Proteins consist of one or more amino acid chains.
Amino acids (picture below) are molecules that have an amine (-NH2) and carboxyllic acid (-COOH) group attached.. The side chain (R) hanging off an amino acid varies and this makes them different.
There are 9 essential amino acids:
Histidine, Isoleucine, leucine, lysine, methionine, phenylalanine, threonine, tryptophan, valine
Essential amino acids are amino acids the body can not make. They have to be obtained in the diet.
There are 12 non-essential amino acids:
Alanine, arginine, aspartic acid, cysteine, glutamic acid, glutamine, glycine, proline, serine, tyrosine, asparagine and selenocysteine
Complete proteins (those containing all essential amino acids) are found in all meats... but not in fruits, vegetables or seeds.
Molecules can have both a left (Levo/left) and right (Dextro/right) orientation. This is called chirality.
Your left and right hands offer the simplest analogy. Although they look almost identical a left glove will not fit on the right hand and visa-versa (refer below).
The body is very sensitive to the shape of molecules and the body has a preference for certain orientations e.g.
Biological proteins mostly have an L (levorotatory/left) orientation.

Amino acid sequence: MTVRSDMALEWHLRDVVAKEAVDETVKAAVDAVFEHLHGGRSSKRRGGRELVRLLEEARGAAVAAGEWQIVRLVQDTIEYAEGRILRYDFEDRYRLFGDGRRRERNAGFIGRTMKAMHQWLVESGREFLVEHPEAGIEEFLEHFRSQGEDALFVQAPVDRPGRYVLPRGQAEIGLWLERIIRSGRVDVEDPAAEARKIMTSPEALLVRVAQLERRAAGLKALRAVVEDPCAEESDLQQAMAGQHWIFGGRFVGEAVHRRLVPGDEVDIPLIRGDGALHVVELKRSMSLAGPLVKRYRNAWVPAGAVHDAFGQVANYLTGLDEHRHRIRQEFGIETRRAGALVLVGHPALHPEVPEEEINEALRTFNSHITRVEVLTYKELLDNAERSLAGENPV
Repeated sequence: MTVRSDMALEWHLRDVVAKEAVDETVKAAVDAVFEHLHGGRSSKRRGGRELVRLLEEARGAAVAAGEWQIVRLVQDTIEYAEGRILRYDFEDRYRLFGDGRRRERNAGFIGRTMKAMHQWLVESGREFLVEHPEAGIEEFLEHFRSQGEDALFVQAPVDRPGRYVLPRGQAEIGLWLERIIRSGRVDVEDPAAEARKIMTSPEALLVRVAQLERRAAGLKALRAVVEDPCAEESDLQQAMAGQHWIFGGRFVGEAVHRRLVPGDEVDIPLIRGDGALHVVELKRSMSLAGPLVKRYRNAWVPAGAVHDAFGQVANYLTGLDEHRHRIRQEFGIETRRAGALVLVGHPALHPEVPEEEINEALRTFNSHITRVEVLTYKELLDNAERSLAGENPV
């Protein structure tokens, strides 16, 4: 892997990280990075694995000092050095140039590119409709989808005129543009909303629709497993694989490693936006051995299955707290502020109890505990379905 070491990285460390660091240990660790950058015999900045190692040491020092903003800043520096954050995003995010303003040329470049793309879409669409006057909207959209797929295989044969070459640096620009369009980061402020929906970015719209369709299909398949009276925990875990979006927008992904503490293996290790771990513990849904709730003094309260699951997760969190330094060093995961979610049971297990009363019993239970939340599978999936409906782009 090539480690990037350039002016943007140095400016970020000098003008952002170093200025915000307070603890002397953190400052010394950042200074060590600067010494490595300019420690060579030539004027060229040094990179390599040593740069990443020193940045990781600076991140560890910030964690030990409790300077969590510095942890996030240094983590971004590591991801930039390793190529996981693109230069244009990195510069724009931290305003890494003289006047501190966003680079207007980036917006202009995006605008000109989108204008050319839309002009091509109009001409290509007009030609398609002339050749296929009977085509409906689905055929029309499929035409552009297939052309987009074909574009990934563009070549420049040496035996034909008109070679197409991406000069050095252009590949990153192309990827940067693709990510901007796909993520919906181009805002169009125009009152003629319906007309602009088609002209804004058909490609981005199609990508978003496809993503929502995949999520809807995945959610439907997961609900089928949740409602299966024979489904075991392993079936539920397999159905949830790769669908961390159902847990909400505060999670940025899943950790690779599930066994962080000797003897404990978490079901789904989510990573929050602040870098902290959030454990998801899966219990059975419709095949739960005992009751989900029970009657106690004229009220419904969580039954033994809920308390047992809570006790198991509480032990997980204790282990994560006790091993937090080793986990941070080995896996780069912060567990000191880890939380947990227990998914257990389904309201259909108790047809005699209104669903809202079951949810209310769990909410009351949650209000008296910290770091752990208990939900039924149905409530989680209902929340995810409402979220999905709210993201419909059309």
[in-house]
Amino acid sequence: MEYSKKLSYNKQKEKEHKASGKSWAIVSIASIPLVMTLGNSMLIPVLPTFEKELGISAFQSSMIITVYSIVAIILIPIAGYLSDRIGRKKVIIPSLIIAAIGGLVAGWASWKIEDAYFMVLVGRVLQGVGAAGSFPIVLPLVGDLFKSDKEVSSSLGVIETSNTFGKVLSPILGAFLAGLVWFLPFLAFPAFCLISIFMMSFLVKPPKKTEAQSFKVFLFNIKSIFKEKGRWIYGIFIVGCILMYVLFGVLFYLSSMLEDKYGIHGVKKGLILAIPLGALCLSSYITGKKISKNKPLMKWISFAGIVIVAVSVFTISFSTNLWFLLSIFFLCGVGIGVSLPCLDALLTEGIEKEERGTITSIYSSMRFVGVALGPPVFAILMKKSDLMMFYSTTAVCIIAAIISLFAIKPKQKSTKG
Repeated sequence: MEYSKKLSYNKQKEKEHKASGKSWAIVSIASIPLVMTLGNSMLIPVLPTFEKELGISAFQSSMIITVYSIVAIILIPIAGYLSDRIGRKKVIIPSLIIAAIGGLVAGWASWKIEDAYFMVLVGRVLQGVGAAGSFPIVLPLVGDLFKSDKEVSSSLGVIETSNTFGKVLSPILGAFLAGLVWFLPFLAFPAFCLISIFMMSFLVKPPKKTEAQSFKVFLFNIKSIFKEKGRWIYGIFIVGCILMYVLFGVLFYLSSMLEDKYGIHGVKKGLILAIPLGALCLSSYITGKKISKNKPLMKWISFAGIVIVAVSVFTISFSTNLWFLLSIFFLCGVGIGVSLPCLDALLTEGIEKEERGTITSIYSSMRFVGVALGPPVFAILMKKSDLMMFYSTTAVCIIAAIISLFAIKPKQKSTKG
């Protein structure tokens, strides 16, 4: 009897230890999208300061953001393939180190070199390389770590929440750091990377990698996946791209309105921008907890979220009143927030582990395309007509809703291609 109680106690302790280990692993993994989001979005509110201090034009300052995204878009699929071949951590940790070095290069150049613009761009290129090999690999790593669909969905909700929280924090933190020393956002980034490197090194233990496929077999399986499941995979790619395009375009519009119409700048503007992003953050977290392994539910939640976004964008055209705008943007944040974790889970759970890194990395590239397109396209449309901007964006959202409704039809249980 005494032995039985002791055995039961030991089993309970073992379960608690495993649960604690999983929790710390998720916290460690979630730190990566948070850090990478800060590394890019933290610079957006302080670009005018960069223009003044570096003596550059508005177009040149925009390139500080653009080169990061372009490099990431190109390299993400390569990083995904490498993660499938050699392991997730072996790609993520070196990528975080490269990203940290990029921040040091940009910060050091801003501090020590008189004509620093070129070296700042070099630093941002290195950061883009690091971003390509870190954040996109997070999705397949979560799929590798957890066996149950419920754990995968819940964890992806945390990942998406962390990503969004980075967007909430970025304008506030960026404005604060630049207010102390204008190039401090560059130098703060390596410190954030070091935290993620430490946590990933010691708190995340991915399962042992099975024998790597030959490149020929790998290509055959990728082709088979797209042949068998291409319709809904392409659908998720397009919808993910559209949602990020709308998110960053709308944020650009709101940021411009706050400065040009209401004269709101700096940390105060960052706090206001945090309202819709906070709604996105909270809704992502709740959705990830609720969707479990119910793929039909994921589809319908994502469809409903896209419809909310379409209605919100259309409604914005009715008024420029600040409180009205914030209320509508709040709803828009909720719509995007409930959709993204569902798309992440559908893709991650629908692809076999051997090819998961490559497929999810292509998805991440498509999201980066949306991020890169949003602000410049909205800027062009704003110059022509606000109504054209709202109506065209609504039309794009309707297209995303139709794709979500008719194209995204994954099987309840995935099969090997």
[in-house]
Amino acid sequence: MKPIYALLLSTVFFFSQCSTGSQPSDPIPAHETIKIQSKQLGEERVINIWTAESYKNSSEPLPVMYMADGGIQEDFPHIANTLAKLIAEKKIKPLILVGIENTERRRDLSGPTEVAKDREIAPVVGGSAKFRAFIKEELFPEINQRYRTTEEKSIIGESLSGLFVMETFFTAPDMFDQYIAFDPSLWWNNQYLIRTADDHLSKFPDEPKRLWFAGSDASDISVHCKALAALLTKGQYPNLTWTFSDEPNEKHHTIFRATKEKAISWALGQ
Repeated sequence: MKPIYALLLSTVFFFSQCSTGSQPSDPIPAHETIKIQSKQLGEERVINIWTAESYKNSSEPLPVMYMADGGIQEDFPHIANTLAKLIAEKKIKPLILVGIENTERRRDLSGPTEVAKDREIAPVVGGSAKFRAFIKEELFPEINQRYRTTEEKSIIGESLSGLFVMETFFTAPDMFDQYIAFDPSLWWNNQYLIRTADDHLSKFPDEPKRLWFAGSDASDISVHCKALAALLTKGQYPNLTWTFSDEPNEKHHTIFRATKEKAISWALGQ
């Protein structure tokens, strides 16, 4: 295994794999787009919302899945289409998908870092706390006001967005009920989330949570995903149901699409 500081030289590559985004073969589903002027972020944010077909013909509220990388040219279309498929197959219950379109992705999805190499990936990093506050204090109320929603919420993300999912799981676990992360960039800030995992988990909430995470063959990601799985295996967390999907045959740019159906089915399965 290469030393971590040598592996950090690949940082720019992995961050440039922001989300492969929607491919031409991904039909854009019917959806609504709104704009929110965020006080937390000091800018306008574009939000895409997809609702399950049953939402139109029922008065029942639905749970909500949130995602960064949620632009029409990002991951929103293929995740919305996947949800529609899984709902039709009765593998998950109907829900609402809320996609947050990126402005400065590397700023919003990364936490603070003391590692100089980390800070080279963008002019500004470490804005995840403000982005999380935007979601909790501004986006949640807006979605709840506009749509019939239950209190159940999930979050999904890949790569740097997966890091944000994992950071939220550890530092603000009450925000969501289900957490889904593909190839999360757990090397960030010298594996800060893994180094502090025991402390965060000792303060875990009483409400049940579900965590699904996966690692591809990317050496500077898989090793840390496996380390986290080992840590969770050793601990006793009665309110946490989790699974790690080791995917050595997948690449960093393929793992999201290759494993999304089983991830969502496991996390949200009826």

Orientation seems almost irrelevant until you realise that in many studies it is common to use a racemic mixture (both D and L). Racemic mixtures are often favoured because they are cheaper because they are artificially created. However L and D molecules often have actions that are different. Thus studies using just the natural form of a molecule (D for proteins and L for sugars) often get different results from studies using both forms (D and L).
The most famous example of D and L orientation is thalidomide (which resulted in many birth defects).
Studies of vitamin E show different results when using dl-Vitamin E (synthetic) compared to using just d-Vitamin E (the natural form). This has been a confounding factor in many studies and explains why some reports claim that vitamins don't do anything... or are harmful.
In the past it has been common for authors not to mention when they use racemic (DL) mixtures (leading to much confusion). Fortunately authors today are much more likely to mention chirality. This reflects a greater understanding that small changes can have profound effects. It also reflects our improved ability to differentiate between D and L forms.